In a recent Meridian Economics study commissioned by the South African Wind Energy Association (SAWEA), for a highly unequal middle-income country such as South Africa the employment implications of the energy transition are both politically and socially significant.
Globally the power sector is undergoing a complex structural transition away from a model of regulated, monopolistic, centralised and coal-based electricity supply.
To fully understand the impact and opportunities of this power sector transition for South Africa and what the employment implications of future scenarios could be, standardised employment metrics and methodologies should be used across all energy technologies. Such understanding can then usefully inform the planning choices that need to be made in the short term.
Standardising metrics and employment categorisation methods are imperative and are increasingly relied upon for energy planning both locally and internationally.
In keeping with this trend, the Minister of Energy applies the contemporary metrics ‘job-years’ and ‘full-time equivalent’, rather than the old-fashioned and vague metric ‘jobs’, when referring to the employment opportunities being created by the Renewable Energy sector. As recently explained in Parliament by Minister Radebe, a ‘job year’ is equivalent to a full-time employment opportunity for one person for one year.
“Standardisation should not be confused with simplification, as there is no need to reduce the number of metrics and categories that usefully shed light on the different facets of employment. There is however, a need to be able to make appropriate comparisons between power options. Currently this is not easily possible,” explained Brenda Martin, CEO of SAWEA.
Currently all South African coal power related employment studies use the metric ‘employees’ or ‘jobs’ as opposed to the more internationally applied metric, ‘person-years’ which is used to report national Renewable Energy employment.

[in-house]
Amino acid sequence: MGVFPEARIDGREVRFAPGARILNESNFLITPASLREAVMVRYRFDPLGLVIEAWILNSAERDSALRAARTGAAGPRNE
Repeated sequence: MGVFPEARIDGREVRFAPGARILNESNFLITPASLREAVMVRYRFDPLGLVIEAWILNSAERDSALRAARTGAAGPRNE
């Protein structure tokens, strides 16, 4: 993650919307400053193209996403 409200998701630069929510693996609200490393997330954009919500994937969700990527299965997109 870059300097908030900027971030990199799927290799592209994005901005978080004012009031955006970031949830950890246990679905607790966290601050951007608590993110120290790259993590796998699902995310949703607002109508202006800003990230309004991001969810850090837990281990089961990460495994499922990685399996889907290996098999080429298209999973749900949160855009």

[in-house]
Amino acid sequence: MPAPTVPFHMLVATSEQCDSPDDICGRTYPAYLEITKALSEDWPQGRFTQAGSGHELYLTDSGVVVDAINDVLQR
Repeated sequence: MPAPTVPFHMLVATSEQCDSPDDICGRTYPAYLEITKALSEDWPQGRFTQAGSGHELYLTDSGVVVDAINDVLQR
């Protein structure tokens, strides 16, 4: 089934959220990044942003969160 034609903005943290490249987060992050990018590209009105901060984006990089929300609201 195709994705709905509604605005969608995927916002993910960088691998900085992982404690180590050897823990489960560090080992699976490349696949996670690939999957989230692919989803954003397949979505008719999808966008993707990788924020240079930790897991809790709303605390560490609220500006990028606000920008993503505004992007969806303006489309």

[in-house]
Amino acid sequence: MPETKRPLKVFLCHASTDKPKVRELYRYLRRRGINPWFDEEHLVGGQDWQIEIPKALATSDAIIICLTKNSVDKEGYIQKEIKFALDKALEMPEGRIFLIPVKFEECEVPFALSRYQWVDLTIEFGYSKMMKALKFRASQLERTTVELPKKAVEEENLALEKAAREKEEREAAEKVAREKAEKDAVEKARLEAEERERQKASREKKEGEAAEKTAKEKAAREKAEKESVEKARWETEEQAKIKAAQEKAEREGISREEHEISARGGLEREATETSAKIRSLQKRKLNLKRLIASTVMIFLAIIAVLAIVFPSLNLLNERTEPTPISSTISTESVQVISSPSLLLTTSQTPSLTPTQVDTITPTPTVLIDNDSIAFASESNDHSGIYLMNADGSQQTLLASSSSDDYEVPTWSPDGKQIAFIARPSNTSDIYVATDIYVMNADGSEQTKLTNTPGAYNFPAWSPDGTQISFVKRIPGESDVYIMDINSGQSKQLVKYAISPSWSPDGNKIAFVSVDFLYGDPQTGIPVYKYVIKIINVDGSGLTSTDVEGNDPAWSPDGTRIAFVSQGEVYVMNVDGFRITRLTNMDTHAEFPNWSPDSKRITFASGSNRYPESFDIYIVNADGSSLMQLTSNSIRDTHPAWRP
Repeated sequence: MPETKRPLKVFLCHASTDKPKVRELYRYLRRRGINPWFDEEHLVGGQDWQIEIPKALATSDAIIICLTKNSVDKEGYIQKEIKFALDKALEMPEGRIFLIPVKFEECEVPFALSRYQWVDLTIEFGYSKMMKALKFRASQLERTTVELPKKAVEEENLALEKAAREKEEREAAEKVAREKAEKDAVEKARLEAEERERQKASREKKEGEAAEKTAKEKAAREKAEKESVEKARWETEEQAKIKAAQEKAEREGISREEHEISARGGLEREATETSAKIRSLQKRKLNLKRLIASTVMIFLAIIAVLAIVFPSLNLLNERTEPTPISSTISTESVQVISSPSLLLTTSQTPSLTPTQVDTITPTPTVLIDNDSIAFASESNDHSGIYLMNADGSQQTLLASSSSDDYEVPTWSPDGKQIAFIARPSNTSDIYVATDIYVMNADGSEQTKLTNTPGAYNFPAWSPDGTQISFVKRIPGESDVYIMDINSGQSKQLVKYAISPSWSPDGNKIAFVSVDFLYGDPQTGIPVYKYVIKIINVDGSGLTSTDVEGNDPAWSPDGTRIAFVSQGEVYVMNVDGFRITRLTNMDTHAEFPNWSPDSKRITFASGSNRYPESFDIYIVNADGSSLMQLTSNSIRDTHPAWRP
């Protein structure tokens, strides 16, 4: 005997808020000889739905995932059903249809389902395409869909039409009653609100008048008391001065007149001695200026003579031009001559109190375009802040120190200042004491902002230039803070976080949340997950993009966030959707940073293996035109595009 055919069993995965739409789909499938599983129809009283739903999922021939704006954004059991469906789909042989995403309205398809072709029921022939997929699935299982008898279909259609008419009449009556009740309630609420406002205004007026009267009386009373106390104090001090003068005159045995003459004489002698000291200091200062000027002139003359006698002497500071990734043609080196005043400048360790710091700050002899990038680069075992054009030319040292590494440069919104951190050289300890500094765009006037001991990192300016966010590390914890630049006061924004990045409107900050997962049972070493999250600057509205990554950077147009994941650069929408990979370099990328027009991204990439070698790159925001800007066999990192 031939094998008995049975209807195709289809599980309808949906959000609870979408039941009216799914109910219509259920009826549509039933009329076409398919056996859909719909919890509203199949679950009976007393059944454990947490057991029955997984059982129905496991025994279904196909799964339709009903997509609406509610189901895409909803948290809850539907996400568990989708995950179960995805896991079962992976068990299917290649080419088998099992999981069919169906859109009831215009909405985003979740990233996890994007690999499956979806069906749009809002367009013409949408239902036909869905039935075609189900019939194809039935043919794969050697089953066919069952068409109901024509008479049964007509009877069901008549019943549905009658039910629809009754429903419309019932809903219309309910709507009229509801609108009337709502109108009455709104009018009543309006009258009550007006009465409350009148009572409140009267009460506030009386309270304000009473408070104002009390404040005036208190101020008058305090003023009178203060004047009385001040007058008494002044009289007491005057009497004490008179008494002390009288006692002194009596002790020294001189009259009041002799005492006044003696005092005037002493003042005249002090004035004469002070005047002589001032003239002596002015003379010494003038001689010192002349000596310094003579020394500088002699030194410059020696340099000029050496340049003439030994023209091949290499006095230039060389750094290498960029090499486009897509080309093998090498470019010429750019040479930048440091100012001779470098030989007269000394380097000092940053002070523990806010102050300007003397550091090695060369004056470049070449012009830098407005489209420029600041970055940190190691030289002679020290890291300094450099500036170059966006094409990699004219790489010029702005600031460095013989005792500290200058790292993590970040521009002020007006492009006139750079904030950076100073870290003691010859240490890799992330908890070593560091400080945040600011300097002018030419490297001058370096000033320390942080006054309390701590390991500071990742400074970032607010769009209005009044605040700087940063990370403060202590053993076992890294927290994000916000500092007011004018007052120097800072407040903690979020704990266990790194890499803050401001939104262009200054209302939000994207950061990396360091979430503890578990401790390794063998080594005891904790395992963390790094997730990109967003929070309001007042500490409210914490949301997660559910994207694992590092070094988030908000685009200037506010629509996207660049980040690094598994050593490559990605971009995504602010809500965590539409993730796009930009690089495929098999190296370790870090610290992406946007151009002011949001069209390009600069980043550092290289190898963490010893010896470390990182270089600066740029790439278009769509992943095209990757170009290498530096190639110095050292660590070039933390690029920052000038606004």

The term ‘job’, could refer to a job created for one day or for 20 years. Simply counting a ‘job’ can be meaningless. Standardising the metric ‘job-year’ would assist more meaningful employment comparison between the two sectors. Read more: SA wind industry| Prepared to contribute to the economic development
Another important consideration is that of ‘meaningful’ or ‘decent’ employment. The term ‘job’ does not capture the features of a decent job. Aspects that remain hidden include the sustainability of the job, the associated working conditions or the level of contractual security provided.
Beyond understanding whether comparisons between power options are useful, SAWEA is interested in asking questions that also address the value and impact of created employment.
“We should be asking if the employment created will support a family, if it requires relocation, if there is opportunity for learning, development and progression. Asking such questions can stimulate the promotion of improved quality of employment,” added Martin.
Standardised metrics will ensure that stakeholder groups that are raising important concerns relating to social effects introduced by the energy transition away from a reliance on coal, are better equipped to assist planning based on reliable comparisons.